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Volvo joins hands with Baidu for autonomous taxis

Volvo Cars has inked a deal with Baidu Inc to develop electric robo-taxis primarily for China, the world's largest car market, said the Swedish carmaker on Thursday.
According to the agreement, Volvo will offer its car manufacturing expertise and technologies while Baidu, its Apollo autonomous driving platform.
The Chinese internet giant unveiled its platform in early 2017. With its latest iteration announced in July, the Apollo has attracted around 100 partners ranging from chipmakers to car manufacturers.
The robo-taxis developed with Baidu will come out in three years, said Volvo President and CEO Hakan Samuelsson. They are expected to run first on streets in smaller cities before they will be found in larger ones, like Beijing or Shanghai.
"We believe in autonomous driving, and we believe in big cities we will see fully automated taxies," said Samuelsson.
He said Baidu's expertise in autonomous driving and its knowledge of local conditions including its mapping business are among reasons of their collaboration.
"With Baidu we take a big step forward in commercializing our autonomous compatible cars, built on Volvo's industry-leading safety technology," said Samuelsson.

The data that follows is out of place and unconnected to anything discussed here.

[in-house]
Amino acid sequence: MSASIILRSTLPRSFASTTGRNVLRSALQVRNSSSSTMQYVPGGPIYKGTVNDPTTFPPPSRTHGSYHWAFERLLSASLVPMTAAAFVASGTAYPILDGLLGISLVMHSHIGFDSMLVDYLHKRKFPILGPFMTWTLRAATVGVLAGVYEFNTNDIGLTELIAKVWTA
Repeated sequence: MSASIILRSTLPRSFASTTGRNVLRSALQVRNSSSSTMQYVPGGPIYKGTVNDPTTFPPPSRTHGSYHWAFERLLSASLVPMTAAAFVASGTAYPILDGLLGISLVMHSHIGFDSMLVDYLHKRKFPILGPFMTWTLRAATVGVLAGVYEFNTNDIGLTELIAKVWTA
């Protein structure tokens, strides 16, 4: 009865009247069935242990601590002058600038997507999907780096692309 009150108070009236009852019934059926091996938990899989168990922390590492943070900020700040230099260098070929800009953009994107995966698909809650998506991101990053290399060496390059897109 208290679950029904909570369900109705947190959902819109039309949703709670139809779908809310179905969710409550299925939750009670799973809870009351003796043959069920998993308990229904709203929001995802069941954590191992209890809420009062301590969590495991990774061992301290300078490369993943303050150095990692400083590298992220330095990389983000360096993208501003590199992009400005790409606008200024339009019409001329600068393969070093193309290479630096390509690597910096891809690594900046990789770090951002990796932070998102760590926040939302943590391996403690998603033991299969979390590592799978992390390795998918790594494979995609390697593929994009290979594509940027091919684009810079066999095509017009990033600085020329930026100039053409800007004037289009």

"There is a strong development in autonomous driving in China, where Baidu is a leading player, and the market there offers huge opportunities for us as the supplier of choice for autonomous fleets."
Industry forecasts show that China is likely to become the single largest market for autonomous cars in the world in coming decades.
Market research firm IHS Markit predicted earlier this year that around 14.5 million autonomous cars will be sold in China by 2040, on a total global volume of around 33 million.
Volvo aims to become a global and diversified mobility service provider and sees autonomous driving as a key growth area as part of this strategy.
It expects to generate one third of all annual sales from autonomous cars by the middle of the next decade.
Globally, the carmaker already aims to offer driverless models by 2021 using software developed by Zenuity, a joint venture with Sweden's Veoneer AB. It's also working with Uber Technologies Inc to develop autonomous systems for its XC90 sport utility vehicles.

@Li Fusheng |